The explosion of self-publishing platforms has, understandably, been a topic of great debate in the publishing world. Quite simply, these platforms have the potential to completely transform the structure of publishing as we know it – from who can publish a book in the public realm to the price that a book will be sold at. But what does this really mean for the industry?
In my opinion, ebooks and self-publishing present a range of new and exciting possibilities to traditional publishers to evolve. Take Penguin, for example. The publisher has recently invested into author services and self-publishing platform, Author Services, while in 2011, ebook sales made up 12% of its total revenue. It’s an impressive percentage that effectively demonstrates the direction that the market is moving in, and from a practical point of view, I can see the appeal. Embracing digital publishing has the potential to reduce overheads and unnecessary outgoings while still offering almost limitless opportunities for expansion.
The perceived threat comes from the vast array of authors who are now able to bypass traditional publishing houses and publish and market their work themselves. Examples of hugely successful self-published authors are not hard to find, and there are a few in particular that any discussion of the topic can’t fail to mention. E. L. James and her Fifty Shades trilogy is one. Hugh Howey and his widely acclaimed apocalyptic novel ‘Wool’ is another.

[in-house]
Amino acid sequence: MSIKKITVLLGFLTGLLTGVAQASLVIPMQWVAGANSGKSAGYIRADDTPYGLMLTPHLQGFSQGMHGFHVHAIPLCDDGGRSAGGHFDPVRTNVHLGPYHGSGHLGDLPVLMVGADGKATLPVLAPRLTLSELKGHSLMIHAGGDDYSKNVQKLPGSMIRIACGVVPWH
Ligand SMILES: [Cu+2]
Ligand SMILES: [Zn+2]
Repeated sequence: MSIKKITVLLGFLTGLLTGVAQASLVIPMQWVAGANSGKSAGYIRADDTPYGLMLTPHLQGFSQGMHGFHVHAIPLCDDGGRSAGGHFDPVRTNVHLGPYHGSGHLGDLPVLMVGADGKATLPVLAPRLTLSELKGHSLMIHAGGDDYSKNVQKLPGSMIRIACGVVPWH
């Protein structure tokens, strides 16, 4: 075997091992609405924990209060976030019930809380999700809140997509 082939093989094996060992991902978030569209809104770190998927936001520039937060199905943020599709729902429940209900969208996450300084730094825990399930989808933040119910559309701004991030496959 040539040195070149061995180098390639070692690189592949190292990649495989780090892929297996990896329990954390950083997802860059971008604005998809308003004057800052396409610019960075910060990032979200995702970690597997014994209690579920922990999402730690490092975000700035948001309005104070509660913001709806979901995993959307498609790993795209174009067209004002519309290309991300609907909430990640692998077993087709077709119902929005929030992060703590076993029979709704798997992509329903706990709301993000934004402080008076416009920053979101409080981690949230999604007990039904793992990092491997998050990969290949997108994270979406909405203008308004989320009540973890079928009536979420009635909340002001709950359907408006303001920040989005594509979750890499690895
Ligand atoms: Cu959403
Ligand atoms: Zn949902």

But I think it’s worth noting that although these authors began their journey in self-publishing, they also made agreements with traditional publishers to produce hard copies of their books. This undoubtedly is a major factor in their success. In fact, Fifty Shades accounted for almost one in ten of the 750 million books sold globally by publisher Random House across the year, resulting in record annual revenues and profits. And although I’d been reading rave reviews of Howey’s ‘Wool’ for a while, it wasn’t until it came out in paperback that I invested in a copy for myself.
This goes to show that the input and expertise of a traditional publishing house is still very much in demand. By positioning themselves as an expert in possession of all of the tools that self-published authors need to hit the big time, publishers can ensure that their knowledge and business model can go hand in hand with the digital revolution.
The real danger posed by self-publishing, as far as I can see, is in the already established, big name authors of the publishing world. There’s a real possibility that as self-publishing becomes more established, these authors could jump ship and take on the role of publisher and marketer for themselves, safe in the knowledge that a large percentage of their loyal readership will duly follow.
Whatever happens, the publishing industry almost certainly has more to gain from embracing digital publishing than it has to lose.